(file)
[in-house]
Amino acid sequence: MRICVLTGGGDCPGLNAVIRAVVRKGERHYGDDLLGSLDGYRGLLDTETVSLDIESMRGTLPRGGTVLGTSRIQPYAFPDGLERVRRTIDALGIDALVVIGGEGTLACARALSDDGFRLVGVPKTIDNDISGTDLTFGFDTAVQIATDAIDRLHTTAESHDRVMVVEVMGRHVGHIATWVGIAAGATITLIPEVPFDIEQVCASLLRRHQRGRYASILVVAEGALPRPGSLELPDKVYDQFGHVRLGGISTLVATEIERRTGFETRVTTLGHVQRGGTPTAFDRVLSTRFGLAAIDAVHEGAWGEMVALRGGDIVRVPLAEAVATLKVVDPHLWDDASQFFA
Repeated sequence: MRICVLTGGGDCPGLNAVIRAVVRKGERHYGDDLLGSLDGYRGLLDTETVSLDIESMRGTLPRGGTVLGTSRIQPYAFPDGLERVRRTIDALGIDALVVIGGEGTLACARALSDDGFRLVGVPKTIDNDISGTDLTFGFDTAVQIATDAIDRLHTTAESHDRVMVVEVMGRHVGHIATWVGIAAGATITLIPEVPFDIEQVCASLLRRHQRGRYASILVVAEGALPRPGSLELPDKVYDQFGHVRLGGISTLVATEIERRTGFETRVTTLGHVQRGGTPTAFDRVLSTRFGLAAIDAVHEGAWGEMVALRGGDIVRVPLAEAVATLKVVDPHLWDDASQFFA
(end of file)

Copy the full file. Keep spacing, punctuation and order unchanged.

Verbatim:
[in-house]
Amino acid sequence: MRICVLTGGGDCPGLNAVIRAVVRKGERHYGDDLLGSLDGYRGLLDTETVSLDIESMRGTLPRGGTVLGTSRIQPYAFPDGLERVRRTIDALGIDALVVIGGEGTLACARALSDDGFRLVGVPKTIDNDISGTDLTFGFDTAVQIATDAIDRLHTTAESHDRVMVVEVMGRHVGHIATWVGIAAGATITLIPEVPFDIEQVCASLLRRHQRGRYASILVVAEGALPRPGSLELPDKVYDQFGHVRLGGISTLVATEIERRTGFETRVTTLGHVQRGGTPTAFDRVLSTRFGLAAIDAVHEGAWGEMVALRGGDIVRVPLAEAVATLKVVDPHLWDDASQFFA
Repeated sequence: MRICVLTGGGDCPGLNAVIRAVVRKGERHYGDDLLGSLDGYRGLLDTETVSLDIESMRGTLPRGGTVLGTSRIQPYAFPDGLERVRRTIDALGIDALVVIGGEGTLACARALSDDGFRLVGVPKTIDNDISGTDLTFGFDTAVQIATDAIDRLHTTAESHDRVMVVEVMGRHVGHIATWVGIAAGATITLIPEVPFDIEQVCASLLRRHQRGRYASILVVAEGALPRPGSLELPDKVYDQFGHVRLGGISTLVATEIERRTGFETRVTTLGHVQRGGTPTAFDRVLSTRFGLAAIDAVHEGAWGEMVALRGGDIVRVPLAEAVATLKVVDPHLWDDASQFFA